Gamers come in all shapes and sizes, ages and backgrounds and the available range of games is seemingly endless. So it makes sense that gaming hardware is just as diverse. When it comes to sports games, there isn’t any better way to engage — with the exception of racing sims — in the game than the good old controller. Whether it’s Xbox, Playstation or PC the form factor is largely the same but there are some differences in the layout and capabilities. For the last few weeks, we’ve had the RIG Pro Compact controller and 500 Pro HX Headset on review, and they’re a great pairing.
Rig Pro Compact Controller
When it comes to game controllers — as we’ve said in the past — there’s only so much you can do with it in terms of ergonomics. Over time, from the first Xbox, a lot of research, time and engineering has gone into controllers to develop what we have today. But there’s no harm in making some tweaks to a winning formula right?
The Rig Pro Compact isn’t actually that compact but, with the slight reduction in size, is far more usable for people who have slightly smaller hands. Despite the slight reduction in size, it maintains the layout you’d expect from a game controller including the d-pad and thumb stick on the left side. A couple of buttons that — on other controllers are more central — have been moved further to the sides of the device, making them easier to access in the heat of battle.
One particular highlight of gaming use is the calibration of the vibration motors. When playing a racing sim, it was noticeable that traction issues generated a very different feeling from the vibration motors to cornering and very different to heavy braking or locking brakes and sliding the car.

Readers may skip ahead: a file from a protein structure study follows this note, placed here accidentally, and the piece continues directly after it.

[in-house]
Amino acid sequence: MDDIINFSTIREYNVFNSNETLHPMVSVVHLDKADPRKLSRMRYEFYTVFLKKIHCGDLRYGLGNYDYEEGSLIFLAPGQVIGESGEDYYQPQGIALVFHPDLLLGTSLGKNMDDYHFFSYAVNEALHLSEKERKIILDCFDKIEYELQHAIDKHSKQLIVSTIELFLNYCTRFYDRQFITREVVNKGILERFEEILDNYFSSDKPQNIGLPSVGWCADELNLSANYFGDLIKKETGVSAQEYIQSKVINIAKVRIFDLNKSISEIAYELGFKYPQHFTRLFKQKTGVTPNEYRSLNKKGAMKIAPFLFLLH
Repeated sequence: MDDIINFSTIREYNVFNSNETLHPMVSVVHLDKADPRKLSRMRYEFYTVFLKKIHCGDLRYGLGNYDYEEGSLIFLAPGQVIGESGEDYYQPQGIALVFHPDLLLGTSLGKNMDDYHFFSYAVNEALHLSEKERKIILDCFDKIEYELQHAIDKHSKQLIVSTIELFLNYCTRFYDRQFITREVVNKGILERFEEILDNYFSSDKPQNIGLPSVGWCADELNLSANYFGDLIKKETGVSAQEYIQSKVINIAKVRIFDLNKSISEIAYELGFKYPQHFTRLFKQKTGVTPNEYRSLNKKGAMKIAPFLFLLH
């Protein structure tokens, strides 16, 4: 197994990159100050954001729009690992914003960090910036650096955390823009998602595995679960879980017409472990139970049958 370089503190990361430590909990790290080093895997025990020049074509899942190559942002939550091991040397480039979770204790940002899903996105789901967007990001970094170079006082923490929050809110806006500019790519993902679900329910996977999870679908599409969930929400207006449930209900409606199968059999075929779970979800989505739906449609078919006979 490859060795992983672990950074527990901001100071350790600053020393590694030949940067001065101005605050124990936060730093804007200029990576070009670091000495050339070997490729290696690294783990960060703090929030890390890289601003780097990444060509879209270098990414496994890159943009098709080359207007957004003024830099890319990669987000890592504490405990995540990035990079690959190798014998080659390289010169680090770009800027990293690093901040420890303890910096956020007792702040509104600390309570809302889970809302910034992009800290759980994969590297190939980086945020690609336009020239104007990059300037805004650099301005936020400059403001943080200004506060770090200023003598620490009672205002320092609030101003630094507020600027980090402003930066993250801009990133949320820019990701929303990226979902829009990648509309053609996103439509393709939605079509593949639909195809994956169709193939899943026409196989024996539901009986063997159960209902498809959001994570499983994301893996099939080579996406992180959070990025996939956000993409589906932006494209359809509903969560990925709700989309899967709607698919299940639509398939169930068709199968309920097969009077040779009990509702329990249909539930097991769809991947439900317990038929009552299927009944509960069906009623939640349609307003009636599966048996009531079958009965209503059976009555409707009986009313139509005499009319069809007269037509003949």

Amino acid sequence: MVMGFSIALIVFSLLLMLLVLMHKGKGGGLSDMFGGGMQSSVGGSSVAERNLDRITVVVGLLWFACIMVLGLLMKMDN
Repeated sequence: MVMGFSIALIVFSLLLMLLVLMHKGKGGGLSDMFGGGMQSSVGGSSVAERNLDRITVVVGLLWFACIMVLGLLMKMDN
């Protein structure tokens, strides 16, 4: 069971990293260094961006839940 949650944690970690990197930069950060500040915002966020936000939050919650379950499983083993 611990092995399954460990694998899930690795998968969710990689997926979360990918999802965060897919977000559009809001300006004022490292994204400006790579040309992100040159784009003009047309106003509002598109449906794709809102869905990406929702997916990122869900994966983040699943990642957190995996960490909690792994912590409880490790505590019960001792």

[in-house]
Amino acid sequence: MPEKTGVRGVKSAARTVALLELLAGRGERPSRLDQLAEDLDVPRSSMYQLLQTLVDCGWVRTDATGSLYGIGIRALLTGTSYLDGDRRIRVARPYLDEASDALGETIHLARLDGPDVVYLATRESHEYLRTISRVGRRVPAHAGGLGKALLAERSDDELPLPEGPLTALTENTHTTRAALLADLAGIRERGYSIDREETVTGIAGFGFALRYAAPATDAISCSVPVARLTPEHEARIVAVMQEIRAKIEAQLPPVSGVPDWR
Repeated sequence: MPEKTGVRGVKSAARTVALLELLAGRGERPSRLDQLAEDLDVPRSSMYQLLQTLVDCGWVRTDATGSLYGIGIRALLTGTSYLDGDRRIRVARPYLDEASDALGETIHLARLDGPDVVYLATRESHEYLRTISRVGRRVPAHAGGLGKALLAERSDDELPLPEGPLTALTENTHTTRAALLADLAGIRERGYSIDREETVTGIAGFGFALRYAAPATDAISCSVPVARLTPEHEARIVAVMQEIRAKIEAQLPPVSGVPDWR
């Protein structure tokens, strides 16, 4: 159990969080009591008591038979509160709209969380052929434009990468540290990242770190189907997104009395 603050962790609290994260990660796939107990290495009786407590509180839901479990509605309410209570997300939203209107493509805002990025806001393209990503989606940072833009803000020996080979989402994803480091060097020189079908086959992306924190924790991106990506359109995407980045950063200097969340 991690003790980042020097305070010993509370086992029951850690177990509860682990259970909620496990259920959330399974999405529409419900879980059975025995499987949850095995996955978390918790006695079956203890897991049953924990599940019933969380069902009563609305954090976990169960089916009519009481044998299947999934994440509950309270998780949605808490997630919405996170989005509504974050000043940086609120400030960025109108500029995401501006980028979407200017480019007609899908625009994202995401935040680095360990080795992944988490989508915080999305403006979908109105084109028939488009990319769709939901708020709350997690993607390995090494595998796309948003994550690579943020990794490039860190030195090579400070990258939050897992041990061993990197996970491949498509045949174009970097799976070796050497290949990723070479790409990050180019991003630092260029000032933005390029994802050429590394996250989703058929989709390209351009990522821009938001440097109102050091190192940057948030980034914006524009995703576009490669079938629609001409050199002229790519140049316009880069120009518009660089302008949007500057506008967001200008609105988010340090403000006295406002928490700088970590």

Designed for either Xbox (Xbox One or Series X/S) or PC users it delivers everything you need from a controller and a huge bonus. That bonus is a built-in Doby Atmos controller when you plug in a headset. For games where you’re reliant on directional sound, this isn’t just a bonus it’s an advantage in your gaming but more on this shortly.
The feel of the controller is fairly generic in that the handholds are the standard shape and angles. The biggest point of difference from a standard controller is that the buttons are slightly larger and more pronounced, with the RT and LT buttons having a comparatively short throw between 0 and 100% application. The more compact design with the button placement meant less muscle fatigue and longer, more comfortable gaming sessions.
The layout is right, the buttons are more pronounced, slightly larger and wider than on a standard controller. So if you’ve got nerve sensitivity or even some minor motor function issues, this is definitely a controller worth looking at. But it’s not just for a niche market, it’s a very comfortable controller but does take a bit of adjusting to. Any change in gaming peripherals does, so that’s not a criticism of this controller just a fact.
After that adjustment, the lightweight build and decent cable length were both welcome. They add some flexibility to your gameplay adding a nice touch of polish, to an already excellent user experience.
RIG 500 Pro AX headset
The RIG 500 Pro AX headset is an interesting beast, it looks pretty cool and is definitely focused on the gaming market. It’s a bit different in its design and fit than “the norm” and while that’s okay, it is also not going to be ideal for everyone.
I have a — please, be gentle with the jokes — large head, so much so that many hats don’t fit me properly and that makes some headsets problematic too. In this case, where most headsets have an adjustable arm this has a set arm with a suspended headband inside that which adjusts elastically. It isn’t a bad thing but it does limit the adjustability of the headset quite a bit.
Once I got past that initial fitting of the headset, to its maximum stretch: The earcups have walked a fine line between super soft padding and too firm — to my preference at least — and with the balance of the headset on the headband it’s the comfort offered by the RIG Pro HX is worthy of a far higher price tag.